Anita Sengupta is not a household name, but certainly should be as it belongs to the woman whose first-of-its-kind, colossal parachute design performed flawlessly on Sunday, August 5th as Curiosity, NASA’s most ambitious rover, made its dramatic arrival into Mars’ atmosphere and prepared for landing. Without her engineering feat, Curiosity would not be roving right now, looking for signs that there once was life on Mars and gathering information for future manned missions to the Red Planet.
The expert NASA engineer, who was fascinated by science fiction as a young girl, is also a USC Adjunct Astronautical Engineering Professor, a pilot, a motorcycle rider, a youth mentor and a free spirit who lives to break the mold and the limits that society might put on her. What makes all of this even more impressive… she’s only 35. Why this Woman You Should Know is not making front page, headline news is beyond us. We are honored to share our exclusive interview with Dr. Anita Sengupta.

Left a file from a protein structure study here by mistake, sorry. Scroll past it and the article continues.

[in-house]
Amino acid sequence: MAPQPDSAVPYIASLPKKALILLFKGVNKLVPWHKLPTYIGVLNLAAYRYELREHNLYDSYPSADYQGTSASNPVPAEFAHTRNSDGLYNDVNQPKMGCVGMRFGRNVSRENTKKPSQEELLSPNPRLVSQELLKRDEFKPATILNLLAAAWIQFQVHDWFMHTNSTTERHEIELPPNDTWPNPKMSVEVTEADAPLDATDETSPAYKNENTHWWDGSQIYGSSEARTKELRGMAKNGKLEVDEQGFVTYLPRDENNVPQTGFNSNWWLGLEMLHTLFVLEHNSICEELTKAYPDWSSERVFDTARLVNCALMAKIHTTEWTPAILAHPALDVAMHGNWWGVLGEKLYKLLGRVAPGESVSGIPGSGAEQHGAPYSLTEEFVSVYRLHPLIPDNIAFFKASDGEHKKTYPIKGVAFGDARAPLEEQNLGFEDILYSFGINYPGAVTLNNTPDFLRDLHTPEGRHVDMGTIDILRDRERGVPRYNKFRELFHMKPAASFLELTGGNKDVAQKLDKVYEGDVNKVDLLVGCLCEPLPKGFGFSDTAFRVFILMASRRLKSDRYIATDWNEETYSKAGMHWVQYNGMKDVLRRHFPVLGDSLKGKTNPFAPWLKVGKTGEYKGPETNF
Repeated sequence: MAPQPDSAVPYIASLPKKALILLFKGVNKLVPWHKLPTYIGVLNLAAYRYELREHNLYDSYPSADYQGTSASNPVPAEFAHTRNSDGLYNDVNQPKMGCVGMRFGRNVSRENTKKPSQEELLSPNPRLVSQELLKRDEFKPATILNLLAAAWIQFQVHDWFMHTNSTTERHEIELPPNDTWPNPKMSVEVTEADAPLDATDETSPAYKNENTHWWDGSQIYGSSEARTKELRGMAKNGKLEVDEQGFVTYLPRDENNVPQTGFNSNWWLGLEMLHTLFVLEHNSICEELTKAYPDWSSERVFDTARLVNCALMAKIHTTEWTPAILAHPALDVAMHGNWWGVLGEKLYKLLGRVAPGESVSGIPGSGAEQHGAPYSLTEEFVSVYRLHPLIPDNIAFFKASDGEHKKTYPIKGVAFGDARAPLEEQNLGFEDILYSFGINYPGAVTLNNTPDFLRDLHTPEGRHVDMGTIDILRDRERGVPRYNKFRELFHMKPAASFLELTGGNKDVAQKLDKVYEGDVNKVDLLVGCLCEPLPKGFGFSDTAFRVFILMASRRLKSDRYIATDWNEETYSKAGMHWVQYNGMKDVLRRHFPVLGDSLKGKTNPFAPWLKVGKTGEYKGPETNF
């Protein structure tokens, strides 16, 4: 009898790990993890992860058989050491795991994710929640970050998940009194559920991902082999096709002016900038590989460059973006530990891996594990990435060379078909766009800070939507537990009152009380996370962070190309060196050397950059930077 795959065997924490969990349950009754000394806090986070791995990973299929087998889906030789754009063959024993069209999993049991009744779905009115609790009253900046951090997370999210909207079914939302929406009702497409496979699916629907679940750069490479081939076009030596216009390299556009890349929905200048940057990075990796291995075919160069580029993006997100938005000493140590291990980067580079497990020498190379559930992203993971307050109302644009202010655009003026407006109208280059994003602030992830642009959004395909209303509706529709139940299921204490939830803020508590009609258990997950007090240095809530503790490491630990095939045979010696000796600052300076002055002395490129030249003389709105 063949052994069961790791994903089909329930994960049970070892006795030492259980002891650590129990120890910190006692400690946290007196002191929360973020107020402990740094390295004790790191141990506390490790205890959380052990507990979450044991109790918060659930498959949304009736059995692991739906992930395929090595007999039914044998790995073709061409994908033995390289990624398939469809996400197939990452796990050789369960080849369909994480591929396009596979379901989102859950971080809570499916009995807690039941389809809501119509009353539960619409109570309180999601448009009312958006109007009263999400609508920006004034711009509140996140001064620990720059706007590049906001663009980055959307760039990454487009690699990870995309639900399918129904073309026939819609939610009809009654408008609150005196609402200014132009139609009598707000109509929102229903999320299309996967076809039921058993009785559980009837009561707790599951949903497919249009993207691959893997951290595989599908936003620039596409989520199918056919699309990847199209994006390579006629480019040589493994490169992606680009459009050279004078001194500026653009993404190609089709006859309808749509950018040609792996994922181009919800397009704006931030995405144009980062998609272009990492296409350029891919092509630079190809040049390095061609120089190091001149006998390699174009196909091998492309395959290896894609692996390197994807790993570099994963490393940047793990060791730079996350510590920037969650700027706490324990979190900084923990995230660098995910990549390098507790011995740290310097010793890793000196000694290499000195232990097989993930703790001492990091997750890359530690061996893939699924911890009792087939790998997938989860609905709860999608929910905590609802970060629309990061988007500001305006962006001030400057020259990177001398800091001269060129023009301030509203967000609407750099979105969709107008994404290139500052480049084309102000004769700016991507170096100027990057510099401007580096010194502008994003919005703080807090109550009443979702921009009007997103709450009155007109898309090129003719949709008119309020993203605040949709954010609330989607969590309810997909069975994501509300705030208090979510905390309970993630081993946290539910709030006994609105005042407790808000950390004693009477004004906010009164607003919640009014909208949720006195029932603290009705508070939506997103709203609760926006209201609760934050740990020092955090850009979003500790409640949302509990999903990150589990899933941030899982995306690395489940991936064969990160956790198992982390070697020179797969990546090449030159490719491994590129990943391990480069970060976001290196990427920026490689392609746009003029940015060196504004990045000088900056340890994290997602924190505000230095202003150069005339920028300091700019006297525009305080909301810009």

WYSK: You are an expert in Entry, Descent and Landing (EDL) at NASA’s Jet Propulsion Laboratory (JPL) in Pasadena, California. What does that mean, in layman’s terms?
AS: I design systems that enable us to land rovers and robots on other planets. What this means is that we need to come up with ways to slow the payload down. When there is an atmosphere present we can use it to slow ourselves down with aerodynamic drag. In some cases if the atmosphere is very thick, like Earth, Titan, or Venus, drag is enough to land softly of the surface. However, on Mars, where the atmosphere is very thin, we also need to use retro rockets to give us a soft landing. So an entry system may include a heat shield, parachute, and retro-rockets, all with the sole purpose of slowing ourselves down from 1,000’s of mph to less than 1 mph in a controlled and safe fashion. When there is no atmosphere we have to use retros the whole way.